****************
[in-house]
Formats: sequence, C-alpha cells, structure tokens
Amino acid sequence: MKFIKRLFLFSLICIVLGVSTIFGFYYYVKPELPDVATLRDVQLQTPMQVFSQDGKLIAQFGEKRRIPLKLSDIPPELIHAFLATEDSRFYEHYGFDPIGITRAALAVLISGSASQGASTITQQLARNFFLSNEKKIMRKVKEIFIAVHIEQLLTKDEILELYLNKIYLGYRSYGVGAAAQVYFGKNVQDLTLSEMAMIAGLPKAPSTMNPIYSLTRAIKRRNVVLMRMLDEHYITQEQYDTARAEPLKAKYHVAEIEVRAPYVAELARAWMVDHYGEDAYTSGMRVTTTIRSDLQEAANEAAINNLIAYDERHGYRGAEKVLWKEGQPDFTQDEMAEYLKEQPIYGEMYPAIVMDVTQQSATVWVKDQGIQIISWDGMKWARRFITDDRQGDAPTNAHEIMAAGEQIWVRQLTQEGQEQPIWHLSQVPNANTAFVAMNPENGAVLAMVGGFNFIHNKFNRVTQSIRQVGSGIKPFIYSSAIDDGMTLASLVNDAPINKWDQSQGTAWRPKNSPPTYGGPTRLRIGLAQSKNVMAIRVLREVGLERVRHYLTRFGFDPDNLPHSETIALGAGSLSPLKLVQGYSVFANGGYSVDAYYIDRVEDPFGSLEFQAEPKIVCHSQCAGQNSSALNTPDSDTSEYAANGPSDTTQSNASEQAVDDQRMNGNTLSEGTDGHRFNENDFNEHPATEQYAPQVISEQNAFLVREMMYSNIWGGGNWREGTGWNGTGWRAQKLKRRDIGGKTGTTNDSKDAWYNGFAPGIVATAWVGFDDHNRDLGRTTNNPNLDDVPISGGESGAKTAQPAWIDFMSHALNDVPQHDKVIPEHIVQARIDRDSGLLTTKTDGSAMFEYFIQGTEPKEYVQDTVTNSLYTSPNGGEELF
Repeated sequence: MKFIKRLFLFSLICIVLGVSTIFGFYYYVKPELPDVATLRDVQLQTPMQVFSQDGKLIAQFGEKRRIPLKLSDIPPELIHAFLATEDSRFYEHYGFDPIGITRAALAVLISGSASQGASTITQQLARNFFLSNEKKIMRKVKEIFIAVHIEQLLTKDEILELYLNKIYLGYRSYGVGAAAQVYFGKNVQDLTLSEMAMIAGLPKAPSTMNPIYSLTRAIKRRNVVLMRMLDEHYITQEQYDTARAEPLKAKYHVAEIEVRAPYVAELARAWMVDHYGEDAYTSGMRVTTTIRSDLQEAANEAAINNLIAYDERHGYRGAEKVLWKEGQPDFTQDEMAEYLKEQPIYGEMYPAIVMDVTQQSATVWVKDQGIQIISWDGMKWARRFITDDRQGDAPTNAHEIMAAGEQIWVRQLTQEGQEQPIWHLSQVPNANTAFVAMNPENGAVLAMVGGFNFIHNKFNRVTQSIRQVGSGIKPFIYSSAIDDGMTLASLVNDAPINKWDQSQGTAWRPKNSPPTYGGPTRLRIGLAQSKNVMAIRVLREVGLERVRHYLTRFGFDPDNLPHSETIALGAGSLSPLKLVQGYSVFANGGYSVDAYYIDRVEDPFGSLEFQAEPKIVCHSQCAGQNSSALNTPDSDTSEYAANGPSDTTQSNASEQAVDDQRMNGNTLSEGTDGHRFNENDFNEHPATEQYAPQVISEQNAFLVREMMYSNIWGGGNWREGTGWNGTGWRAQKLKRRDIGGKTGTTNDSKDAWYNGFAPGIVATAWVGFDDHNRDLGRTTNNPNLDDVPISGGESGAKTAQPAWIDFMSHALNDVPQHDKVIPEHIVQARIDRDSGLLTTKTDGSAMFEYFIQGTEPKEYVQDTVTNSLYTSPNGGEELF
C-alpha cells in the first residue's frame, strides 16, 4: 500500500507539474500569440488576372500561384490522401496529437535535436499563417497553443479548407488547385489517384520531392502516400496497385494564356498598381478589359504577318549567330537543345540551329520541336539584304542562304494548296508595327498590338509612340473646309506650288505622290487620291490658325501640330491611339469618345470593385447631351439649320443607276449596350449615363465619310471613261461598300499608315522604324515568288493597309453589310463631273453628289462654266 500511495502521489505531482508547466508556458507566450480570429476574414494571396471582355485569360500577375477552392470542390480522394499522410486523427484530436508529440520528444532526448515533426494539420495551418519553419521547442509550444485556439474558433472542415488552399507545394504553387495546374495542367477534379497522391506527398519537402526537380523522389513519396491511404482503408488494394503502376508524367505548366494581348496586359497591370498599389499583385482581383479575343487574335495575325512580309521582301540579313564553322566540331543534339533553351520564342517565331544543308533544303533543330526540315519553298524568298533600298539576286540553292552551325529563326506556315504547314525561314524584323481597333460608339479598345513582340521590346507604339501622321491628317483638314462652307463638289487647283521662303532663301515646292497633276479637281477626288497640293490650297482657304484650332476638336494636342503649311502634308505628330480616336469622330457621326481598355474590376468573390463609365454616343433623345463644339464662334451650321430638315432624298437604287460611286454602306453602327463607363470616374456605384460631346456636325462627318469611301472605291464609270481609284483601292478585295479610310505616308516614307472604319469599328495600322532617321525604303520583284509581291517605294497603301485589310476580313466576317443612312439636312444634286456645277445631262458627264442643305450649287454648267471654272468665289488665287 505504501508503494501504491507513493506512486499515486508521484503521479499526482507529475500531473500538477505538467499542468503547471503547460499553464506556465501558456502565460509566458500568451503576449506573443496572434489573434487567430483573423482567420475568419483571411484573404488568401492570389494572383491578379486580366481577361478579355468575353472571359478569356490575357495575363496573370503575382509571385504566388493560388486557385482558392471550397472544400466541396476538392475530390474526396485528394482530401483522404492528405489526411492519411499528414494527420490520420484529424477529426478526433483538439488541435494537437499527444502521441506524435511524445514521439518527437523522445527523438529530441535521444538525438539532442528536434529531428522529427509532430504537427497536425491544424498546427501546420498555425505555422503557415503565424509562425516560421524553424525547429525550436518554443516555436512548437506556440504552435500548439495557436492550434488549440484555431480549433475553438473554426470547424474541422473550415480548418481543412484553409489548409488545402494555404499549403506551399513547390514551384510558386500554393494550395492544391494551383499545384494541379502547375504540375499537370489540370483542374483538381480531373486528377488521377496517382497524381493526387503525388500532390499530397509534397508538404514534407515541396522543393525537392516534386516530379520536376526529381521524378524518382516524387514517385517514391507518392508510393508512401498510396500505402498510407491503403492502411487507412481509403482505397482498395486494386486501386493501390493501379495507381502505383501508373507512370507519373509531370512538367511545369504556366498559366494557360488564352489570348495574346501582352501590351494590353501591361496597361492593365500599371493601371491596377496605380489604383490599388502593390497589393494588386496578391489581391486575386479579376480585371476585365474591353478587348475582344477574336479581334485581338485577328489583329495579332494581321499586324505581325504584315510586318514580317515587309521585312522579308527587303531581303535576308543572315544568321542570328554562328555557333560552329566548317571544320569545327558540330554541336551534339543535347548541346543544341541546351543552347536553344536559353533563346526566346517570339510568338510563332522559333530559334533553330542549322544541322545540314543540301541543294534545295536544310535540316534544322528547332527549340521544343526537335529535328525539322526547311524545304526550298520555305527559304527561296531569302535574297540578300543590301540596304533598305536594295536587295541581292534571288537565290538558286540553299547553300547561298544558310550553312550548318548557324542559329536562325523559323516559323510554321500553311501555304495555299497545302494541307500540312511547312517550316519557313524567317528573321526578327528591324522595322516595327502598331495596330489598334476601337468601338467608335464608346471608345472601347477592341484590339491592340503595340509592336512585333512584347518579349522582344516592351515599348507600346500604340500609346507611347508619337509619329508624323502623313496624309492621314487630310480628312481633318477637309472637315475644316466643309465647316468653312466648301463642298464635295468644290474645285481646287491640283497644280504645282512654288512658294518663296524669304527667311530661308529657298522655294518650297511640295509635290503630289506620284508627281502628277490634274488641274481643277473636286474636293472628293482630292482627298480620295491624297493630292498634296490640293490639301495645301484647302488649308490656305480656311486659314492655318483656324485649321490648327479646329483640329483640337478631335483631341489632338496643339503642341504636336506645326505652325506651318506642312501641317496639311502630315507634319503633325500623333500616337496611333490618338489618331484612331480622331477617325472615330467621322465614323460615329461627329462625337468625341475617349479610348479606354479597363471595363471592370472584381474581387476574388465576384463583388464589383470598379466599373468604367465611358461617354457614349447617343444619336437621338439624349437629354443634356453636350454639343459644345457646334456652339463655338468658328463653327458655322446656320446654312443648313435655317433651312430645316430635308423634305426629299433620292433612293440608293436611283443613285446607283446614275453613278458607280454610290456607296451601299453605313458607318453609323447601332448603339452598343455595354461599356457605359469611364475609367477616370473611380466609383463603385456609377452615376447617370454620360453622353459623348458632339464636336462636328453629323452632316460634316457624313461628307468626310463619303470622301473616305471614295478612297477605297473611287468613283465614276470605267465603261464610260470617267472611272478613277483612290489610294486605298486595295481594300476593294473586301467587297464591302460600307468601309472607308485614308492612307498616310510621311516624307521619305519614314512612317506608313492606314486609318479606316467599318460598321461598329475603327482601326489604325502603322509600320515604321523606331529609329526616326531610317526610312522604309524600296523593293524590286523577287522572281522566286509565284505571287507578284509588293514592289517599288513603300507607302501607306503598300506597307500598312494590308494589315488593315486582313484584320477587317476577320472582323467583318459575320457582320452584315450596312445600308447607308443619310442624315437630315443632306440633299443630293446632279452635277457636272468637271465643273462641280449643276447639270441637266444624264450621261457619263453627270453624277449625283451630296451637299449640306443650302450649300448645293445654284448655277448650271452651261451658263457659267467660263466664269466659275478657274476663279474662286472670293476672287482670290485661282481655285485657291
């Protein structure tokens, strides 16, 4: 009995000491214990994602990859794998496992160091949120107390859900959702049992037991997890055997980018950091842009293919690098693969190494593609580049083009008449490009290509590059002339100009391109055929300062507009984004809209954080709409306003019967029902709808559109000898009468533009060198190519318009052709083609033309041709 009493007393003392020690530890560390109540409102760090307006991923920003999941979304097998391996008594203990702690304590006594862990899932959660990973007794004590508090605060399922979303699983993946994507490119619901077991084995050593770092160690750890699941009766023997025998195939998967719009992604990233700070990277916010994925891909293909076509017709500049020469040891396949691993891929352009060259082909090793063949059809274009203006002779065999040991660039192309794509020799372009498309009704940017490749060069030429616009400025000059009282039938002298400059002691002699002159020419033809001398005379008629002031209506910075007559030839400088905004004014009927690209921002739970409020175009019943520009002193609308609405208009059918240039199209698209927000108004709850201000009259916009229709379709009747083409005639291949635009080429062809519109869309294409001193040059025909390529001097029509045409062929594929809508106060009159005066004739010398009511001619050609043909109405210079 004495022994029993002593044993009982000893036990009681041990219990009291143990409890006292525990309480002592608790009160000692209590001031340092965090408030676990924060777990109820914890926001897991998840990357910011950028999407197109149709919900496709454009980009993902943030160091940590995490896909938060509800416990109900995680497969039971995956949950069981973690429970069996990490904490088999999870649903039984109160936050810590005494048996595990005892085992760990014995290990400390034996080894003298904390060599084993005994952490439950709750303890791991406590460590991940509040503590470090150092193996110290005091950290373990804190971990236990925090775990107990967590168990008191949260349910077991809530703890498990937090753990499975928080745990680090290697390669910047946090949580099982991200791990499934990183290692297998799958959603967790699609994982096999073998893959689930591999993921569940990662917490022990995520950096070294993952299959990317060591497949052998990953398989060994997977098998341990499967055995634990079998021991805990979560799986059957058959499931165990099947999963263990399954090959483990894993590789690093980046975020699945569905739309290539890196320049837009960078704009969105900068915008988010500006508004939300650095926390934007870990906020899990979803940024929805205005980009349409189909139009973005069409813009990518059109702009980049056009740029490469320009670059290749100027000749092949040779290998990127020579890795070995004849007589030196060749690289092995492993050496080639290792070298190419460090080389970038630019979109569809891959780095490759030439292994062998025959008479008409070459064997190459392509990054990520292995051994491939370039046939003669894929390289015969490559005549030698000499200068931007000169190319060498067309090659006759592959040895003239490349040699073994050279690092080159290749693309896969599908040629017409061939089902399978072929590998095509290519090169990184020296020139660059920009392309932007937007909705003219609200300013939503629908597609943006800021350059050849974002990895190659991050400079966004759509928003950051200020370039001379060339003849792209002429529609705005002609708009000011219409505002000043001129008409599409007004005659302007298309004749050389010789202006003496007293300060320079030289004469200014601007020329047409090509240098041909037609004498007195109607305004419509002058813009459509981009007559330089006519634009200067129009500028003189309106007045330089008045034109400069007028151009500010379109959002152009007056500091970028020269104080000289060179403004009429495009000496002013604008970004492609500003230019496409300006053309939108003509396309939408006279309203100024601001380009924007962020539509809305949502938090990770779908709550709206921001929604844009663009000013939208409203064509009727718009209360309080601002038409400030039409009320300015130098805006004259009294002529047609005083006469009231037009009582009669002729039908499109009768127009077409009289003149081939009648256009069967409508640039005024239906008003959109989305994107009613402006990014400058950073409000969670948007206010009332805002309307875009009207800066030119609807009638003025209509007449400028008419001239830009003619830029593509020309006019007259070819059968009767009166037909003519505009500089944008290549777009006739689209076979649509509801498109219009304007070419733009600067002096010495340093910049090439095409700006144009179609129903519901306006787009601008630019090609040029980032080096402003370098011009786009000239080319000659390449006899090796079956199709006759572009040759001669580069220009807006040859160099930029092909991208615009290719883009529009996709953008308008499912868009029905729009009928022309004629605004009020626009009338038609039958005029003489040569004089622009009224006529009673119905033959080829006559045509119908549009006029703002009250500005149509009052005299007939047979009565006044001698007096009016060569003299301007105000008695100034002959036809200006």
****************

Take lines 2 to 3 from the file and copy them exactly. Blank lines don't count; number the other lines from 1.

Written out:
Formats: sequence, C-alpha cells, structure tokens
Amino acid sequence: MKFIKRLFLFSLICIVLGVSTIFGFYYYVKPELPDVATLRDVQLQTPMQVFSQDGKLIAQFGEKRRIPLKLSDIPPELIHAFLATEDSRFYEHYGFDPIGITRAALAVLISGSASQGASTITQQLARNFFLSNEKKIMRKVKEIFIAVHIEQLLTKDEILELYLNKIYLGYRSYGVGAAAQVYFGKNVQDLTLSEMAMIAGLPKAPSTMNPIYSLTRAIKRRNVVLMRMLDEHYITQEQYDTARAEPLKAKYHVAEIEVRAPYVAELARAWMVDHYGEDAYTSGMRVTTTIRSDLQEAANEAAINNLIAYDERHGYRGAEKVLWKEGQPDFTQDEMAEYLKEQPIYGEMYPAIVMDVTQQSATVWVKDQGIQIISWDGMKWARRFITDDRQGDAPTNAHEIMAAGEQIWVRQLTQEGQEQPIWHLSQVPNANTAFVAMNPENGAVLAMVGGFNFIHNKFNRVTQSIRQVGSGIKPFIYSSAIDDGMTLASLVNDAPINKWDQSQGTAWRPKNSPPTYGGPTRLRIGLAQSKNVMAIRVLREVGLERVRHYLTRFGFDPDNLPHSETIALGAGSLSPLKLVQGYSVFANGGYSVDAYYIDRVEDPFGSLEFQAEPKIVCHSQCAGQNSSALNTPDSDTSEYAANGPSDTTQSNASEQAVDDQRMNGNTLSEGTDGHRFNENDFNEHPATEQYAPQVISEQNAFLVREMMYSNIWGGGNWREGTGWNGTGWRAQKLKRRDIGGKTGTTNDSKDAWYNGFAPGIVATAWVGFDDHNRDLGRTTNNPNLDDVPISGGESGAKTAQPAWIDFMSHALNDVPQHDKVIPEHIVQARIDRDSGLLTTKTDGSAMFEYFIQGTEPKEYVQDTVTNSLYTSPNGGEELF